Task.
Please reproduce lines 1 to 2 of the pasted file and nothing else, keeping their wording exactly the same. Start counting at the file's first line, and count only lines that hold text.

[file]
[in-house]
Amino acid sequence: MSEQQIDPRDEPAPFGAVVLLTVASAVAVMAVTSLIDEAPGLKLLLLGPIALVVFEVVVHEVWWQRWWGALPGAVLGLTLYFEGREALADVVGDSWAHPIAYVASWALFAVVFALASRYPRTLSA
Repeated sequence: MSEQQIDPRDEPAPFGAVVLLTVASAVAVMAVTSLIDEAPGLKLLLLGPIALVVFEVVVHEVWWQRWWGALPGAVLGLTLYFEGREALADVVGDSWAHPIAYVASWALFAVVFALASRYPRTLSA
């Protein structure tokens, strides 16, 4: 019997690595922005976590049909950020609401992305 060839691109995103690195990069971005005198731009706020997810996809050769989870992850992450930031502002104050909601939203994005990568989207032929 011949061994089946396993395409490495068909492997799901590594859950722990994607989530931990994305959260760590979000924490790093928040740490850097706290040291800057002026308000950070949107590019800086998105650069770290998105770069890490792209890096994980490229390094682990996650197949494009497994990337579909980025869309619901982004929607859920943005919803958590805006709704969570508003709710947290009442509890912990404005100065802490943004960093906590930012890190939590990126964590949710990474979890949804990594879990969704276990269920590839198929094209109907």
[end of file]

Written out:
[in-house]
Amino acid sequence: MSEQQIDPRDEPAPFGAVVLLTVASAVAVMAVTSLIDEAPGLKLLLLGPIALVVFEVVVHEVWWQRWWGALPGAVLGLTLYFEGREALADVVGDSWAHPIAYVASWALFAVVFALASRYPRTLSA